‘Readiness’ can be seen as a concept, used to describe the extent to which learners are prepared for exhibiting skills and attributes that demonstrate their ‘readiness’ to engage with learning. Within this research, ‘transition readiness’ (Jindal-Snape & Cantali, 2019) is set within the context of learners making a successful educational adaptation from their primary (KS2) into their secondary (KS3) school. We are interested in research that examines what enables (and impedes) this successful adaptation during this crucial transition point. Successful adaptation will have a positive impact on social and academic engagement and consequently, learner wellbeing across this transition point (Boone & Demanet, 2020).
Galton & McLellan (2018) identify five key characteristics of transition through their ‘Five Bridges of Transfer’ model (administration, social and emotional, curriculum, pedagogy and self-management). Their comparison of findings from their ORACLE (1975-1980) project with recent (2015) transition approaches highlight how current educational climatic influences such as performativity, academisation and diminished local authority control have led to a regression in transition practice. They note that, currently, teachers across the transition phase have limited contact for information exchange and that curriculum and pedagogic continuity remain weak.
Our research focuses on breaking down barriers to transition readiness that are influenced by limitations in assessment, pedagogic and curriculum continuity across the transition phase and exchanging assessment information between primary and secondary teachers (OFSTED, 2015). These barriers have been further influenced by the removal of assessment level descriptors in England in 2014.This has created an opportunity for schools to reconsider how they articulate and monitor progress in learning across the curriculum (Serret, Correia & Harrison, 2018). However, an absence of clear government policy on transition coupled with the necessary adaptations that were made regarding key summative assessments during the global pandemic has led to more localised and inconsistent approaches when sharing assessment information at this transition point.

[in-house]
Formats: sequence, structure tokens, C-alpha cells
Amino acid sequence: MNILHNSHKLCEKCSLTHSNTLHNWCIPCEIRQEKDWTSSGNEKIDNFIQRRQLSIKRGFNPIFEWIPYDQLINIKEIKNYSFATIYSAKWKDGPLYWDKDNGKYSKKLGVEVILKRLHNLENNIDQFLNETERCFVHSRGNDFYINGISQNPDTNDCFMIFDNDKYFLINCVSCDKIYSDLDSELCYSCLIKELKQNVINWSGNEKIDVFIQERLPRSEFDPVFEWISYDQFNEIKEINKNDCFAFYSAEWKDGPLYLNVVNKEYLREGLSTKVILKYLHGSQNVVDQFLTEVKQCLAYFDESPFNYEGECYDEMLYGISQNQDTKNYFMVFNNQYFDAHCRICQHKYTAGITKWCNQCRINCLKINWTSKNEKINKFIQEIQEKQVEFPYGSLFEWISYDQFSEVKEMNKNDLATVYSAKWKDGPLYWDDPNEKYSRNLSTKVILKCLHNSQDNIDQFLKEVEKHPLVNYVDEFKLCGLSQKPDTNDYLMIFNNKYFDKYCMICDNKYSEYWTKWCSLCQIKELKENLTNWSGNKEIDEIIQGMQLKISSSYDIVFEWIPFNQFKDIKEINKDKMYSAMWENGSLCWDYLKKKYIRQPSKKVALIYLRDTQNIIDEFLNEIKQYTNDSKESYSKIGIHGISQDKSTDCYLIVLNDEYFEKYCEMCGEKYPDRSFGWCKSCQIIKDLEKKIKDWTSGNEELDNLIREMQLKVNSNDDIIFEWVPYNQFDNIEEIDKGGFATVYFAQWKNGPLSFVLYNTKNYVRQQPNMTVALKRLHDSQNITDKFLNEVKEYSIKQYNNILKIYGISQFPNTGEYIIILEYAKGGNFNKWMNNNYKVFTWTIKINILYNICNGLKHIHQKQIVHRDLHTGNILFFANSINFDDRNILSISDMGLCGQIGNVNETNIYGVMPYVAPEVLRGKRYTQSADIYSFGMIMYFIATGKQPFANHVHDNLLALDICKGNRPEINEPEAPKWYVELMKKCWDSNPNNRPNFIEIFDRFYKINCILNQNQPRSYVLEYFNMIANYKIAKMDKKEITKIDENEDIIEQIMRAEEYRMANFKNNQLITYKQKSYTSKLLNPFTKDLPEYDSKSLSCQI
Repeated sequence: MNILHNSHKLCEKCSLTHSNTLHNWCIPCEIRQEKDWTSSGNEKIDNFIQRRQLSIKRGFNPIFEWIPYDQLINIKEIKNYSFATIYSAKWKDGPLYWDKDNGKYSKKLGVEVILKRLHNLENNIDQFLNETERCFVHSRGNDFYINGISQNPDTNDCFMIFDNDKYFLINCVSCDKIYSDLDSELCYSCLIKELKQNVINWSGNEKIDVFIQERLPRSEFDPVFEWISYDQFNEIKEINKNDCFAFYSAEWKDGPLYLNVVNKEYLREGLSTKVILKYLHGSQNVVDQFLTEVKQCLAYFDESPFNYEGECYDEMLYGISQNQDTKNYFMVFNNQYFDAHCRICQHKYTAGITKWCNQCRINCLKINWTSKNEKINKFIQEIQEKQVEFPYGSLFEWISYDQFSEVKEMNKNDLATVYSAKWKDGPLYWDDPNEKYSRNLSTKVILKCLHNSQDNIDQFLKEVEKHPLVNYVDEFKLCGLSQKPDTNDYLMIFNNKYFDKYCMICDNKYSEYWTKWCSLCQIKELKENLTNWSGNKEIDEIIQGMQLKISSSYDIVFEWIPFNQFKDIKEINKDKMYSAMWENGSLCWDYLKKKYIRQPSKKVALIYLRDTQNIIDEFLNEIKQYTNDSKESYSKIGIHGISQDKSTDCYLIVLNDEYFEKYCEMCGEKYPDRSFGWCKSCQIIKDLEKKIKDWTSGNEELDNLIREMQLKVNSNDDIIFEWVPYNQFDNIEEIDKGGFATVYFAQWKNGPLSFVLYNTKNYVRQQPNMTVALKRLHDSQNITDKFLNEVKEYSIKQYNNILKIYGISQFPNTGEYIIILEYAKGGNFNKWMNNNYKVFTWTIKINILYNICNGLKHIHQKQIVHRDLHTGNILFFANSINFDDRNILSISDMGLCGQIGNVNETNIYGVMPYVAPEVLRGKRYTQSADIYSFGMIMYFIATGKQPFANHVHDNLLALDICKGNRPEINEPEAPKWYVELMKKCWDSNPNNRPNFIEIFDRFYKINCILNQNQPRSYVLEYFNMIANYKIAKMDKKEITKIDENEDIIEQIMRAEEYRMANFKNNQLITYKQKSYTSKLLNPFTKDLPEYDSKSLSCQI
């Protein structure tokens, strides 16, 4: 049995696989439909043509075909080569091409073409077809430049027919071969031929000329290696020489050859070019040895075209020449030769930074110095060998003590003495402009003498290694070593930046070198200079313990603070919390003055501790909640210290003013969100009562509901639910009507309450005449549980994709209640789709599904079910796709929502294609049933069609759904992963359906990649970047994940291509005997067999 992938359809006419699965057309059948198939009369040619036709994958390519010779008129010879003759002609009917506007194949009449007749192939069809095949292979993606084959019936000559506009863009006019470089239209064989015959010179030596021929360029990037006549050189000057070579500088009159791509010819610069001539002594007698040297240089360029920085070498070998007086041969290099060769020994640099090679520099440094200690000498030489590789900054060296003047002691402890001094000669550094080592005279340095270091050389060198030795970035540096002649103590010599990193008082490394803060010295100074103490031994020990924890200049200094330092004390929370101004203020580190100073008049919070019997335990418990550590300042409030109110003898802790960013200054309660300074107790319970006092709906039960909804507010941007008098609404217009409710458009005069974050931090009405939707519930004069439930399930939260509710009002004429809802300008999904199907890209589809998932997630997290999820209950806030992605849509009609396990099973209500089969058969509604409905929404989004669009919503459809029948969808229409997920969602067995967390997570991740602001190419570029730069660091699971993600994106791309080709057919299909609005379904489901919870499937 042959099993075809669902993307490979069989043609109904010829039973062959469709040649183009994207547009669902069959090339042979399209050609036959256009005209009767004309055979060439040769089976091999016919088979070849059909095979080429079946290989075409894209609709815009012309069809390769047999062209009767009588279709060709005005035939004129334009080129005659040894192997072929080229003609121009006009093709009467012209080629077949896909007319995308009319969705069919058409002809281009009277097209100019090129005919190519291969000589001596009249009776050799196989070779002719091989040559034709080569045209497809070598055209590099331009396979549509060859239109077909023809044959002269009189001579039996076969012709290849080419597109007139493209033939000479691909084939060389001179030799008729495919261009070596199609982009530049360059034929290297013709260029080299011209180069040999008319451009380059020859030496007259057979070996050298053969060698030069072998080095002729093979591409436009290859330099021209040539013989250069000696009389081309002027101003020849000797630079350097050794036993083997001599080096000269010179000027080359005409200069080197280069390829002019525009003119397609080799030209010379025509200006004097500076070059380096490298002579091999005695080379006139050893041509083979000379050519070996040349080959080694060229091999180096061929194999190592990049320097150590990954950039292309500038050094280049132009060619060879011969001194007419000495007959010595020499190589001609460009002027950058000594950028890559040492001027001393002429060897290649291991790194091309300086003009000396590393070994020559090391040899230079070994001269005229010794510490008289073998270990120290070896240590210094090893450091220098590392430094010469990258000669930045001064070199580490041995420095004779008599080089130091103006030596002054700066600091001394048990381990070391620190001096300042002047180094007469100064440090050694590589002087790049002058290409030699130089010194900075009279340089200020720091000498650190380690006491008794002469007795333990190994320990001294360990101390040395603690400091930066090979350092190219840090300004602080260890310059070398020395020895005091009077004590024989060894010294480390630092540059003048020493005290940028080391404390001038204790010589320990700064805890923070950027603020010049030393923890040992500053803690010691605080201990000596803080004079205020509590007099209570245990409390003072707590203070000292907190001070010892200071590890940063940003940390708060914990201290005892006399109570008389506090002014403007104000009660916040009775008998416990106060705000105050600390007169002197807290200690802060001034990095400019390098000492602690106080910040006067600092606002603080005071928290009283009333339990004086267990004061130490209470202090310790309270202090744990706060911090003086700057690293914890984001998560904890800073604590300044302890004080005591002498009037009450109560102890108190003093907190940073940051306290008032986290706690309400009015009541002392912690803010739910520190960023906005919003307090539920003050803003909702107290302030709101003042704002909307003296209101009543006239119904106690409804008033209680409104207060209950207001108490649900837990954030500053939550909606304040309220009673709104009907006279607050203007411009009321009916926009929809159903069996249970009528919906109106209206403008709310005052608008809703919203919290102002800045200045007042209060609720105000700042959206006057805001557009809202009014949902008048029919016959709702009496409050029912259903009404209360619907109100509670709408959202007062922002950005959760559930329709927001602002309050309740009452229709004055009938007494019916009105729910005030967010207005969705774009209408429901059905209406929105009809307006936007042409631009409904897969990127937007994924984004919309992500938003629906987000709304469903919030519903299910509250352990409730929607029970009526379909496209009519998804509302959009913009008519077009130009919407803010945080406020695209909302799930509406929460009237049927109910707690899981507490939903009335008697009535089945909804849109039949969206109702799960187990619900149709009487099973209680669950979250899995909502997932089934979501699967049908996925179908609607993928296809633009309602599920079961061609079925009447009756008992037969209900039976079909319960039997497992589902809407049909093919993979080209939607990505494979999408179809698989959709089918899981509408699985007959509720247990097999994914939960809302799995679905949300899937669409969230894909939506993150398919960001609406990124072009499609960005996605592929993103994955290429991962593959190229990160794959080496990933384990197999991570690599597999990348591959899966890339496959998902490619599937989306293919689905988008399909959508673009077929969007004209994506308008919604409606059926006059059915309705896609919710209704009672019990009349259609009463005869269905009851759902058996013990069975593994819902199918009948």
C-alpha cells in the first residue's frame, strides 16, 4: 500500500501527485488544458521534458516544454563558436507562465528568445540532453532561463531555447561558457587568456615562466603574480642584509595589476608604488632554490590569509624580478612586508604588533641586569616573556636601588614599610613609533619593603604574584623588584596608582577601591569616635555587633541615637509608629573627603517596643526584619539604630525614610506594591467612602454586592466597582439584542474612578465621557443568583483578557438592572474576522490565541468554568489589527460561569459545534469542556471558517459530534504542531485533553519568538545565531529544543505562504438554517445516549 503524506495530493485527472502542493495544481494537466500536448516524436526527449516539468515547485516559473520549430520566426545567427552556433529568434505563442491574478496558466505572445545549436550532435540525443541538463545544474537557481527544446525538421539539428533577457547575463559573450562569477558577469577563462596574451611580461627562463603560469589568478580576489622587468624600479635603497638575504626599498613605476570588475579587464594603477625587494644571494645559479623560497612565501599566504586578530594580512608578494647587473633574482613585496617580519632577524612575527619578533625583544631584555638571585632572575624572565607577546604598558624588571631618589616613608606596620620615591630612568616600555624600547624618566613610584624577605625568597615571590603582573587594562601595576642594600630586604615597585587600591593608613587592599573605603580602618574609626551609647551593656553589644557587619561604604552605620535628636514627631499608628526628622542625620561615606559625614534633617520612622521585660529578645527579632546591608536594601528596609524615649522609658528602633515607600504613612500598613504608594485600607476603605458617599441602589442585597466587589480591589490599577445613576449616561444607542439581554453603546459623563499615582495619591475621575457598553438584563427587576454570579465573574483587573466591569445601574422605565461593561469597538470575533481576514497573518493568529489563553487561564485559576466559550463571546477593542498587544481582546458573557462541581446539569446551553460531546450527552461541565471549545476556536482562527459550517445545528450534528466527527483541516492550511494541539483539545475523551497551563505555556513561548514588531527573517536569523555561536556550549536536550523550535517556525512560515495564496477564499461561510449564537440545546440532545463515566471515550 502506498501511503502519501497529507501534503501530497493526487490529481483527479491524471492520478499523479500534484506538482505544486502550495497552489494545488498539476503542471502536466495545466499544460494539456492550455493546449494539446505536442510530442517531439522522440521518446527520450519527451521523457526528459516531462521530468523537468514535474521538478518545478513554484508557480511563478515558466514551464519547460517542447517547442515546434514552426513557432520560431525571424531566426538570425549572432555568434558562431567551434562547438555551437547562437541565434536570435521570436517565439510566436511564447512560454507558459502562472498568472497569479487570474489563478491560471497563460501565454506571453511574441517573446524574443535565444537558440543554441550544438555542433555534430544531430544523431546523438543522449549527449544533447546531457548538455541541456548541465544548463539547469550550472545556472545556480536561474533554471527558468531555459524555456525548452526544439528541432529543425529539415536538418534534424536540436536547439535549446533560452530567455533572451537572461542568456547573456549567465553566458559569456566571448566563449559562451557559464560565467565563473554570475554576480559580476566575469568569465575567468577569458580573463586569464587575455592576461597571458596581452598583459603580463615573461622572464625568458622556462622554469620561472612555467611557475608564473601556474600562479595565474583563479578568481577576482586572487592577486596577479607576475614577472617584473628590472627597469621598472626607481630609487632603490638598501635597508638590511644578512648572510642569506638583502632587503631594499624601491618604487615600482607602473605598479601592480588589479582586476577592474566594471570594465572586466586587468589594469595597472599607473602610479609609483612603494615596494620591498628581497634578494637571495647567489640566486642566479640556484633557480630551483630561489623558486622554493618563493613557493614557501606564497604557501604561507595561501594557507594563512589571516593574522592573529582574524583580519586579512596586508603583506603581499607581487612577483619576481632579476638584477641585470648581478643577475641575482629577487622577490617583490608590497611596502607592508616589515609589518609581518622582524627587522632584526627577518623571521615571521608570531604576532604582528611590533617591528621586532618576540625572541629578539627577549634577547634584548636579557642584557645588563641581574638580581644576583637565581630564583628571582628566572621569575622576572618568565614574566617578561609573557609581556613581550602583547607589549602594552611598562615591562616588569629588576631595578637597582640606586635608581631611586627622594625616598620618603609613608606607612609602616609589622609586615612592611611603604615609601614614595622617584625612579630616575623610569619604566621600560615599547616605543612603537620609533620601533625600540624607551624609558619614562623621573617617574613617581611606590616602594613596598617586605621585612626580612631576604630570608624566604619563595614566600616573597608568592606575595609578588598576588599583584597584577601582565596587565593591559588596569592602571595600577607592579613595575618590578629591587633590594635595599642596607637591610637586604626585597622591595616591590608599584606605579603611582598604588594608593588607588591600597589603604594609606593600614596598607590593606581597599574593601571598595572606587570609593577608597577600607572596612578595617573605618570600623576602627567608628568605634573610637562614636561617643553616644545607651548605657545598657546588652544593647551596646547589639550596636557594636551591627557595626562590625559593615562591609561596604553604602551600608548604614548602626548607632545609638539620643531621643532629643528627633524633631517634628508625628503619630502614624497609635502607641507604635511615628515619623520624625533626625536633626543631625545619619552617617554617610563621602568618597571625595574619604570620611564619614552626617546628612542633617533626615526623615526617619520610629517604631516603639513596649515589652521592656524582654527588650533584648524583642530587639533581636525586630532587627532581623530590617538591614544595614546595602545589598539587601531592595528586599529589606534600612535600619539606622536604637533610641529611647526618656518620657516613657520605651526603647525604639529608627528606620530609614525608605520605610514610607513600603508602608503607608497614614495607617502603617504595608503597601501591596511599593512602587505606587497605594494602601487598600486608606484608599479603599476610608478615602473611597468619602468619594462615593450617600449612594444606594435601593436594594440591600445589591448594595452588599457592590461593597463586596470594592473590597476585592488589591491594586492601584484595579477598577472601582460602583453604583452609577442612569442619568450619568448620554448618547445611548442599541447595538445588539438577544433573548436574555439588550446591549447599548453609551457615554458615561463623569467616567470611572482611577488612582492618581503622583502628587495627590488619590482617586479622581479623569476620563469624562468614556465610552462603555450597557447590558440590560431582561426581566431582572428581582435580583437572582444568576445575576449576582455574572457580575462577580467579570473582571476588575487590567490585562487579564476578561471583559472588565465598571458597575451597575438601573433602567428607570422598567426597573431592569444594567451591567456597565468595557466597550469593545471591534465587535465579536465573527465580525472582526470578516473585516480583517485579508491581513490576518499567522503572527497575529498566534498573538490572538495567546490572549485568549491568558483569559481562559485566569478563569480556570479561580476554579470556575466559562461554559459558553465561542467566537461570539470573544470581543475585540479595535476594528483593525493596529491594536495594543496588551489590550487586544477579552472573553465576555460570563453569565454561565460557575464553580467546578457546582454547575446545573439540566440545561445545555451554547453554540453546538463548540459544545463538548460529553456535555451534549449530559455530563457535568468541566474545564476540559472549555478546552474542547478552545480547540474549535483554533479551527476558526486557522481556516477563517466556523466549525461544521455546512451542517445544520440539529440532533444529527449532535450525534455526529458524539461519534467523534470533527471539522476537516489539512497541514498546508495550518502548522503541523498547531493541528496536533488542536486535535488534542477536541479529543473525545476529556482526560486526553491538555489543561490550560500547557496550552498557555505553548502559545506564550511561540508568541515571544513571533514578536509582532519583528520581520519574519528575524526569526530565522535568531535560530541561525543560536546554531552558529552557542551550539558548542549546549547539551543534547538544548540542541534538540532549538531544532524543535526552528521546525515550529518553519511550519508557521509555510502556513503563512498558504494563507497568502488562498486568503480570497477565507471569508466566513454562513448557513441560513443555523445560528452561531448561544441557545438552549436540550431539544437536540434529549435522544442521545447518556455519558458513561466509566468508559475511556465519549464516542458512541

This research draws from Serret’s research expertise of working collaboratively with teachers to strengthen assessment approaches at KS2 and KS3 (Harrison et al., 2018; Serret et al., 2017; Black et al., 2011 ) and her work on the impact that professional learning and collaborative teacher/researcher partnerships can have on teaching and learning (Serret et al., 2017). We are interested in applying similar collaborative research approaches to investigate approaches that will break down barriers to transition readiness at the KS2/KS3 transition border.
The vision of the Institute of Education at NTU is to be a distinctive world-class provider of teacher education and the study of education, rooted in and serving communities and families and founded in partnerships which are research-based and student-centred.
This project aligns the NTU Research Centres: Nottingham Centre for Children, Young People and Families (NCCYPF) and with the School strategic research priority Health and Wellbeing.
Potential Supervisory Team:
Director of Studies: Dr. Natasha Serret
Co-supervisor: Dr. Andrew Clapham
Thursday 23 June 2022 at 9 am
Interviews will take place on the following dates:
Between 9 July – 15 August 2022.
Entrants should normally hold a first or upper second class honours degree of a UK university or an equivalent qualification, or a lower second class honours degree with a master’s degree at Merit level (or equivalent) of a UK university or an equivalent qualification.
An applicant not meeting the certificated requirement may be considered on merit and in relation to the nature and scope of the proposed programme of study. Applicants are considered against evidence of ability and background knowledge in relation to the proposed research. Professional experience, publications, written reports or other appropriate evidence of accomplishment are taken into consideration.
How to apply
For a step-by-step guide to make an application, please visit our how to apply page.
Fees and funding
This is a self-funded PhD project. Applicants are welcome to contact project leaders to discuss potential funding opportunities.
Guidance and support
Further guidance and support on how to apply can be found on our apply page.